Discussion paper

DP17136 Systemic Discrimination: Theory and Measurement

Economics often defines and measures discrimination as disparities arising from the direct effect of group identity. We develop new tools to model and measure systemic discrimination, which captures how discriminatory decisions in other domains---past, future, or contemporaneous---contribute to disparities in a given decision. We show that systemic discrimination can be driven by disparate signaling technologies or differential opportunities for skill development. We then propose a new measure based on a decomposition of total discrimination into direct and systemic components, and show how it can be used to estimate systemic discrimination in both experimental and observational data. We illustrate these new tools in three applications, including a novel Iterated Audit experimental paradigm with real hiring managers. The applications also identify behavioral frictions that blunt the impact of individual-level interventions and perpetuate systemic discrimination, suggesting the need for systems-based policy responses to systemic discrimination.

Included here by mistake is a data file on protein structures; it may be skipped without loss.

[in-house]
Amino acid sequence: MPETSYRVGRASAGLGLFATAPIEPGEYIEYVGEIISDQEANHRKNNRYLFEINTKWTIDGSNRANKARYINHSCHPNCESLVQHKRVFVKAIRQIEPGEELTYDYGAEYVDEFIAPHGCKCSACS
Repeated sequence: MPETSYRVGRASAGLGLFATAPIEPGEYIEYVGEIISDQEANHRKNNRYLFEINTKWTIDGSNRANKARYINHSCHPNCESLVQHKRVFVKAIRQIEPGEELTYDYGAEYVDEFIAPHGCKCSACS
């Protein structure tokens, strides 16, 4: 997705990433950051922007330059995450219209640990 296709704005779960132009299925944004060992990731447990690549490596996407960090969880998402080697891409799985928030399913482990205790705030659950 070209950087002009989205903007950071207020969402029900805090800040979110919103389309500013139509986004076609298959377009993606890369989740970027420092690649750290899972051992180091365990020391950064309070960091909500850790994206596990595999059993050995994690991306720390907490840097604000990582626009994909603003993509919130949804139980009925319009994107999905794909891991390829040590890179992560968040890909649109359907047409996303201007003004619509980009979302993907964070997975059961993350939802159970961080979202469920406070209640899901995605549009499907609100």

Bohren, A, P Hull and A Imas (2022), ‘DP17136 Systemic Discrimination: Theory and Measurement‘, CEPR Discussion Paper No. 17136. CEPR Press, Paris & London. https://cepr.org/publications/dp17136